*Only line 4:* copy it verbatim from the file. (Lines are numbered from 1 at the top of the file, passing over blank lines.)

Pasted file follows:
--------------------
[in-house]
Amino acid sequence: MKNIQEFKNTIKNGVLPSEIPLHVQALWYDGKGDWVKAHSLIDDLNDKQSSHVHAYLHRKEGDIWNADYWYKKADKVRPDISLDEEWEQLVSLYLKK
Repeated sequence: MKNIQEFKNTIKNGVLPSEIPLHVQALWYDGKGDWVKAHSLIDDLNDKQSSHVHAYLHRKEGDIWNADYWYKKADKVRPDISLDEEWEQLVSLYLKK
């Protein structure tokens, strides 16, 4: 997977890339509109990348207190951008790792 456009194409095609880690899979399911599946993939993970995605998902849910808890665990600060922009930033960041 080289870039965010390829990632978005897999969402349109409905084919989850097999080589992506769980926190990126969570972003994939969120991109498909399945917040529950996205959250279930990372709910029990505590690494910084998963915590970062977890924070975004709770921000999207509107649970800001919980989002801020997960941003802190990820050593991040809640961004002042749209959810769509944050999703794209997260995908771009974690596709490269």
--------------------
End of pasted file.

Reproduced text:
């Protein structure tokens, strides 16, 4: 997977890339509109990348207190951008790792 456009194409095609880690899979399911599946993939993970995605998902849910808890665990600060922009930033960041 080289870039965010390829990632978005897999969402349109409905084919989850097999080589992506769980926190990126969570972003994939969120991109498909399945917040529950996205959250279930990372709910029990505590690494910084998963915590970062977890924070975004709770921000999207509107649970800001919980989002801020997960941003802190990820050593991040809640961004002042749209959810769509944050999703794209997260995908771009974690596709490269």